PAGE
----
Watching your back: countering industrial espionage the intelligent way
October 2002, News
To many companies security badges, sign-in sheets, video cameras and other physical surveillance methods create a wall of protection against information theft. However, with most penetrations and information loss coming from within an organisation, these measures alone cannot adequately protect a company.
"Most penetrations and compromises are perpetrated by the target's own employees, by electronic or cyber intrusion, surveillance or photography," said Howard Griffiths, managing director of Griffiths & Associates. "In addition, significant amounts of company strategy are often given away in company websites, publicity material and at trade fairs, all unwittingly," he said.
"The official FBI statistics in the US are that at any one given period in time, that bureau has nearly 1000 open investigations into extremely serious cases of economic espionage of trade secret thefts," Griffiths said. "The only way to counteract activity on this scale is for companies to implement both reactive and preventative counter intelligence programs."
These programs should include employee training, site surveys, inspections and investigations. The company should also develop and maintain files on alleged, reported, and actual attempts at penetration. "Every company must have a counter intelligence manual outlining procedures for the protection of sensitive information, including how to handle incidents that occur," said Griffiths. These manuals should then be made available to personnel within responsible offices so that any incident can be dealt with promptly and consistently.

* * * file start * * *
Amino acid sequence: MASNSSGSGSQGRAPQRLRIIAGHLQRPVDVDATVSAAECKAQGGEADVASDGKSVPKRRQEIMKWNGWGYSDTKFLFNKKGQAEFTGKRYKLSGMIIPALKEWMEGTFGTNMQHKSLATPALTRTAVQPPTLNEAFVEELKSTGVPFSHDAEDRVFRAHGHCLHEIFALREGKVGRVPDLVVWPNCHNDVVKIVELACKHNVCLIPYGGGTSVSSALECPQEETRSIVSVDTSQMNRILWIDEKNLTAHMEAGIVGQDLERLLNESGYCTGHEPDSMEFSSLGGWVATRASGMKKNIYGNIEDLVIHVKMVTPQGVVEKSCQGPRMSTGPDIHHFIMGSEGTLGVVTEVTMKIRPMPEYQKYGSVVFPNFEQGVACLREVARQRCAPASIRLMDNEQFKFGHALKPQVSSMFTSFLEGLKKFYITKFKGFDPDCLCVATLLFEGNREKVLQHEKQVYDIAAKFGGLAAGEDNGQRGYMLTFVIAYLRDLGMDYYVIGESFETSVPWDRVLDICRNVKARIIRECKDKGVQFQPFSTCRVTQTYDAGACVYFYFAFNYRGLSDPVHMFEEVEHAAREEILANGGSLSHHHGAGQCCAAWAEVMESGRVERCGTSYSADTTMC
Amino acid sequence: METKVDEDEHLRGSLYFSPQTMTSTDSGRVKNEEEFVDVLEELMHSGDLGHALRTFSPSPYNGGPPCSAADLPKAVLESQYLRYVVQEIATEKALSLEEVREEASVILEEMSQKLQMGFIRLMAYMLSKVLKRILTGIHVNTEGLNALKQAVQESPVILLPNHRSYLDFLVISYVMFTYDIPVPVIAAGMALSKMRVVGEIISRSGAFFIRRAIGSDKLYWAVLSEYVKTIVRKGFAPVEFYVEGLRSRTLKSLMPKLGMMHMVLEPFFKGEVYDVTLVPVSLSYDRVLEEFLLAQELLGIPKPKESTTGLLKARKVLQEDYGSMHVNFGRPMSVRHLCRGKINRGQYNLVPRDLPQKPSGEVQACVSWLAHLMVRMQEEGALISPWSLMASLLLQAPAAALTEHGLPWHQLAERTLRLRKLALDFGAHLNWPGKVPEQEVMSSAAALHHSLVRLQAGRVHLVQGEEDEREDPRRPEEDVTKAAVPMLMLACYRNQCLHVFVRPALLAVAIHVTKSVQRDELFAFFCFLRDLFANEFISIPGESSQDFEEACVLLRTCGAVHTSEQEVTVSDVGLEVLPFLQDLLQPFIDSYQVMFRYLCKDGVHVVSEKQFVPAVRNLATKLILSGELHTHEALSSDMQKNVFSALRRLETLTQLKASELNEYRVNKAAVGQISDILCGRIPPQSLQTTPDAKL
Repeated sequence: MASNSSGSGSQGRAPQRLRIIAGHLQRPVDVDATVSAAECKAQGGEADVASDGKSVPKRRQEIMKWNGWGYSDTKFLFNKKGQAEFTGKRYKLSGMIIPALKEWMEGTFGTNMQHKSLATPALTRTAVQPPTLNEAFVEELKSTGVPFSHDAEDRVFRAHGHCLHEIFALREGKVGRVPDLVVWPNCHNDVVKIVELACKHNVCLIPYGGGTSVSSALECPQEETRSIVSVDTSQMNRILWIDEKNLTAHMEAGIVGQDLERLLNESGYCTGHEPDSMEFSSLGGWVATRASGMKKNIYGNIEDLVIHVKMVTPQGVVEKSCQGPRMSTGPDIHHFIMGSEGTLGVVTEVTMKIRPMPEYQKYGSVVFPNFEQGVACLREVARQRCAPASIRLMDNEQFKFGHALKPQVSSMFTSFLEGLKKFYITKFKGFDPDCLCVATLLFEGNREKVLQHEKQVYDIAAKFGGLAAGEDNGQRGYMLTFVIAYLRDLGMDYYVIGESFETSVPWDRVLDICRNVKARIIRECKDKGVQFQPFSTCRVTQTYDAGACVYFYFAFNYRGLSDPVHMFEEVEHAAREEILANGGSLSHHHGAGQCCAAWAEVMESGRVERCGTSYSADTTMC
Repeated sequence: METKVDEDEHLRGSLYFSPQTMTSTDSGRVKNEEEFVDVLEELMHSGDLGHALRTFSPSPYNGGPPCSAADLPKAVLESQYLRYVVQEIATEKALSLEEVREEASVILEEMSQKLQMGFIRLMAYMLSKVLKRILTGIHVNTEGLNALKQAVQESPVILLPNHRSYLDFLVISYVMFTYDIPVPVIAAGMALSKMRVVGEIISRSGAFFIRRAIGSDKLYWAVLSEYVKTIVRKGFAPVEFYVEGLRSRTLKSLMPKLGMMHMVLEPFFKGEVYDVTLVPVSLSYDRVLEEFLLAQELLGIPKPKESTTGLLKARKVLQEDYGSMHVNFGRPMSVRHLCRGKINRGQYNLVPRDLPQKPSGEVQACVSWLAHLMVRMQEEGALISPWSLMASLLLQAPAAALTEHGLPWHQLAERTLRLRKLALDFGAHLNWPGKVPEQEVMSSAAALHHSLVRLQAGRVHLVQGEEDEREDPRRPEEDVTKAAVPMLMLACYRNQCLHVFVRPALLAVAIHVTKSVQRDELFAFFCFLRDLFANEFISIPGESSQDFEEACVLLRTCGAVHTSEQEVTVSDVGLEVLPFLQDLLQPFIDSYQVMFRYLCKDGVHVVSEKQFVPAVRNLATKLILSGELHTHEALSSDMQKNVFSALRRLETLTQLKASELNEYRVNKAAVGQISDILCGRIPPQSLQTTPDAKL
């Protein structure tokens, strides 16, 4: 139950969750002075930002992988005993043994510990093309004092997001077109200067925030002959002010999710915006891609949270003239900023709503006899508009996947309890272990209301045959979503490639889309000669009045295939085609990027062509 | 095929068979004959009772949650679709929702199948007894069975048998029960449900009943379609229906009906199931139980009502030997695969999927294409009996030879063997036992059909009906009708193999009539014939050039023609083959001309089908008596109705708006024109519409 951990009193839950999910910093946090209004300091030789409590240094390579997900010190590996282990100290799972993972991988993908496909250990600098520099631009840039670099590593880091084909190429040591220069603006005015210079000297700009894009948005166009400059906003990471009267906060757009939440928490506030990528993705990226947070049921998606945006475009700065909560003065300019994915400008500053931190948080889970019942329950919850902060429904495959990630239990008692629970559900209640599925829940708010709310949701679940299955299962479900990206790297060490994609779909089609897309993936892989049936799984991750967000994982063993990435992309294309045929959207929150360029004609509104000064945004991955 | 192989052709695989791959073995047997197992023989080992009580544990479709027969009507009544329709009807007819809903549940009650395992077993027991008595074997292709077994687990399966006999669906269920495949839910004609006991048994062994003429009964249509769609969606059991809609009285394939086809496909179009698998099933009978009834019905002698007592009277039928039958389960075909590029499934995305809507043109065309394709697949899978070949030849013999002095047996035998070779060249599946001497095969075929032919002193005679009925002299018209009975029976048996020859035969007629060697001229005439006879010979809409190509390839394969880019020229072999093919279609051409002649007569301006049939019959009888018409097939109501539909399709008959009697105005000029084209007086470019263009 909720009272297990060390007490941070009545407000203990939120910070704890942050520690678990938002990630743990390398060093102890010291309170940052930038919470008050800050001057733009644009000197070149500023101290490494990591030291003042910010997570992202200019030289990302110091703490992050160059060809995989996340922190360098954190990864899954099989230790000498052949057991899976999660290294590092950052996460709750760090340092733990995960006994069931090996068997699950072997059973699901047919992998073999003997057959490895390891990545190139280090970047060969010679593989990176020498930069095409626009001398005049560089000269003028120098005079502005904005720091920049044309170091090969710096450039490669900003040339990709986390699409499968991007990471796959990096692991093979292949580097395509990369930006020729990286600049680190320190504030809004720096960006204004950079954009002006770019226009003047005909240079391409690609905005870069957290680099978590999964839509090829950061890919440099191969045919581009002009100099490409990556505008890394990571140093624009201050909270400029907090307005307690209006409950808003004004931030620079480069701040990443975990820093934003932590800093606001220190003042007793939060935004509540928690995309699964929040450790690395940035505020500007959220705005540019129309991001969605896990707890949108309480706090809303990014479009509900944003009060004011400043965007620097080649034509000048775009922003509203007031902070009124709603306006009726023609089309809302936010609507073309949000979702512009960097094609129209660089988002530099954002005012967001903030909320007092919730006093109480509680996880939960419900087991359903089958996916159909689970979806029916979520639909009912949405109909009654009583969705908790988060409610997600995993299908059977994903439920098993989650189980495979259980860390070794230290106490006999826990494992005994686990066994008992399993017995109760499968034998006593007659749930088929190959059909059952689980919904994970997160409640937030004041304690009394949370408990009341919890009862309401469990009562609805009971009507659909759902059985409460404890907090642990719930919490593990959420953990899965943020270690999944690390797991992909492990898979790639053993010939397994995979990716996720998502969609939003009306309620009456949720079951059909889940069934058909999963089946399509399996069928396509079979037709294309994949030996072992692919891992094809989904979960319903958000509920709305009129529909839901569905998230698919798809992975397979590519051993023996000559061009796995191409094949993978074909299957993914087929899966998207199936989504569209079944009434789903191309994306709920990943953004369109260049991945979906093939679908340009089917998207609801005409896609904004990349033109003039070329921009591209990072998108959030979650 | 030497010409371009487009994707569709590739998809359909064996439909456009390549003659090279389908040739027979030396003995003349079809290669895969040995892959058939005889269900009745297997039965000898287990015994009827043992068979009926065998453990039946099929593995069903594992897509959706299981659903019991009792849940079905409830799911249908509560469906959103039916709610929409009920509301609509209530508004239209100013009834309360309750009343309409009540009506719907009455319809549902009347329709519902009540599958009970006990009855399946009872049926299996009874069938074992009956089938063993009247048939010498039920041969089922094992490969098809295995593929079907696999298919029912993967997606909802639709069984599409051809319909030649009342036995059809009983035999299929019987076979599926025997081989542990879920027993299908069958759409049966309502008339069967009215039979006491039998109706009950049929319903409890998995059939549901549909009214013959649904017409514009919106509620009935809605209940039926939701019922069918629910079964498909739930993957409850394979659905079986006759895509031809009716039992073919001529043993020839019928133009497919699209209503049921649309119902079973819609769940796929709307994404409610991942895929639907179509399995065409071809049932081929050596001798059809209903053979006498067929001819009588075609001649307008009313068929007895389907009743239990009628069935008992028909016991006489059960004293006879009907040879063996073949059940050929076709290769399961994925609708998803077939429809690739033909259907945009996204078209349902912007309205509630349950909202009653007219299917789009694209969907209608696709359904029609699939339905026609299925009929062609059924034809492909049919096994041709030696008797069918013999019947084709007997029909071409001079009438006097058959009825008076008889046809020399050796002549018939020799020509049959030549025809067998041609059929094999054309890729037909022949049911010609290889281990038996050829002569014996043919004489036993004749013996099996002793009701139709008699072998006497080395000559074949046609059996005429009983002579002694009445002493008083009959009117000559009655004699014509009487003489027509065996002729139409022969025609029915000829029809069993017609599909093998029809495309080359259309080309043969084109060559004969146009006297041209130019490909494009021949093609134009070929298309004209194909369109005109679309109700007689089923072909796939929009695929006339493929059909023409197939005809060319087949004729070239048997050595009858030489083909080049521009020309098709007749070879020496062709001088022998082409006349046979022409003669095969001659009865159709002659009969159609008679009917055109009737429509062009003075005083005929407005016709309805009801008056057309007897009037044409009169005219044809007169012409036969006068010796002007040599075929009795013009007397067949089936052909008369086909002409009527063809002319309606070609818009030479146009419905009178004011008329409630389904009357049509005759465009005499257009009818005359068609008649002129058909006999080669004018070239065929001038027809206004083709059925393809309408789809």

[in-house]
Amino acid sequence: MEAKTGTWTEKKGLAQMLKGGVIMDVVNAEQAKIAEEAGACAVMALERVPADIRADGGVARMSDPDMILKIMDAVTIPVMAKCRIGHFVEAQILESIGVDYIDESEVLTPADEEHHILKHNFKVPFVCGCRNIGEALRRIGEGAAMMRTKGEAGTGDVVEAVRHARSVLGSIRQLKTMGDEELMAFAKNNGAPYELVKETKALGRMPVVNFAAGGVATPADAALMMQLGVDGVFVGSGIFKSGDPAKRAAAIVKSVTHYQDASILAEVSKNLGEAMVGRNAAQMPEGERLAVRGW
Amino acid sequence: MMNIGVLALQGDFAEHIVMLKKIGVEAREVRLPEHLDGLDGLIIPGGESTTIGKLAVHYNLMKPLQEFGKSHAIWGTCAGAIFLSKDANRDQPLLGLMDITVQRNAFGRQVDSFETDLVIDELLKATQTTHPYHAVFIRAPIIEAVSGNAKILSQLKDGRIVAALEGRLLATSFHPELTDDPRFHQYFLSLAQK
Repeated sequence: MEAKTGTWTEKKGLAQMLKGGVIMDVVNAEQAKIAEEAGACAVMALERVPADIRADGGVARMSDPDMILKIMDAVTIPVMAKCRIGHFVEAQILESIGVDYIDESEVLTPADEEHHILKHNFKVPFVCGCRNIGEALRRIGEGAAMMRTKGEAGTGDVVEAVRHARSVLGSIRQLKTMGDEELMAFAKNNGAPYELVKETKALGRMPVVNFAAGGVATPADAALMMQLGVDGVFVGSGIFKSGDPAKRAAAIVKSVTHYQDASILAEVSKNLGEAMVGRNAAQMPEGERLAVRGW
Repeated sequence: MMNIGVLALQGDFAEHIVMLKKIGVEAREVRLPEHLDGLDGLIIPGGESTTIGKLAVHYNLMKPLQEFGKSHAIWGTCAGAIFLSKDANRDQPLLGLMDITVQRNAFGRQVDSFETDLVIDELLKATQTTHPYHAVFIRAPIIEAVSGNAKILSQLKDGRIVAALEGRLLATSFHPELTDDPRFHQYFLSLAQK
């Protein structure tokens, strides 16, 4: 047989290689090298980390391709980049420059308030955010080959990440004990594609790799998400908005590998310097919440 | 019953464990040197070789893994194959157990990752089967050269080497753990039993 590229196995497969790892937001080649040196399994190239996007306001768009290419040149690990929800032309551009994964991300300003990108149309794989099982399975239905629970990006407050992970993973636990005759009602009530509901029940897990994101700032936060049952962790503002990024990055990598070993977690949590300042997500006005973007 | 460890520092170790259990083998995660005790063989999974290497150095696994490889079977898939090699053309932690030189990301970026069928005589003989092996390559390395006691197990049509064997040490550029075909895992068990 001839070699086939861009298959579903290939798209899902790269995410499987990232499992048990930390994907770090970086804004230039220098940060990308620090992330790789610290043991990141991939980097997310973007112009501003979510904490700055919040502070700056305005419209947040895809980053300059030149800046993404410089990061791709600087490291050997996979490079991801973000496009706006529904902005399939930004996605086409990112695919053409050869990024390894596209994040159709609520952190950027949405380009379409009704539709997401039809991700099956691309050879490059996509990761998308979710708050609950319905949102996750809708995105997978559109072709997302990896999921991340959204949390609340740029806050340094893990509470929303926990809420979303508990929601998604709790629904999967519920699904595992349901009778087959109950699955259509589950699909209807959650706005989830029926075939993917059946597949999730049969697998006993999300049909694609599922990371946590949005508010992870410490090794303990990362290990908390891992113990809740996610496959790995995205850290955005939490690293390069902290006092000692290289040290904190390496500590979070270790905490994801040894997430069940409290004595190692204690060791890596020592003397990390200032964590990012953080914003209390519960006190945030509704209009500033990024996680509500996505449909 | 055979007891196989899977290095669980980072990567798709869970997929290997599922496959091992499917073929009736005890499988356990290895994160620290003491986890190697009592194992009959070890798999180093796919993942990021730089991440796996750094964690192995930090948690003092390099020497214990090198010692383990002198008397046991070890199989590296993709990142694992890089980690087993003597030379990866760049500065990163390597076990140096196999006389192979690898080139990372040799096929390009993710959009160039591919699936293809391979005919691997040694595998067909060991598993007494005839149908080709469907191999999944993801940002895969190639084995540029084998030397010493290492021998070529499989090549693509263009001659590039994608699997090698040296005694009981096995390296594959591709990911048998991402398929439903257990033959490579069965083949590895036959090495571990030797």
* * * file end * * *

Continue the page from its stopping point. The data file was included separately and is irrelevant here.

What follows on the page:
The first step in developing such an overall strategy must be the conducting of a vulnerability assessment. The following checklist of important issues is an example of the type of information to be collected in this assessment:
* Employee names, titles, and position, for employees in sensitive positions.
* Responsibilities and types of access to sensitive data.
* Identification of those with whom each employee is authorised to share sensitive information.
* Audit trails and records kept relative to individuals who have been given access to proprietary data.
* Activities where employers could be approached by intelligence gatherers, such as seminars and workshops. Employees should be asked to describe any contacts initiated by other persons seeking any type of corporate data.
* Any gratuities offered or received from providing any type of corporate data. Employees should be asked to identify all types of corporate data being elicited and what responses were given and any ensuing conversation with the person asking for the information.
"The information gathered from this checklist and the general assessment will indicate strengths and weaknesses in the company's protective posture," said Griffiths. It will help security personnel determine which of the company's operations might be likely targets of business intelligence efforts and, just as importantly, allow the company to determine which counter intelligence strategies to put into place."
For more information contact Howard Griffiths, Griffiths & Associates, 011 786 8556, email@example.com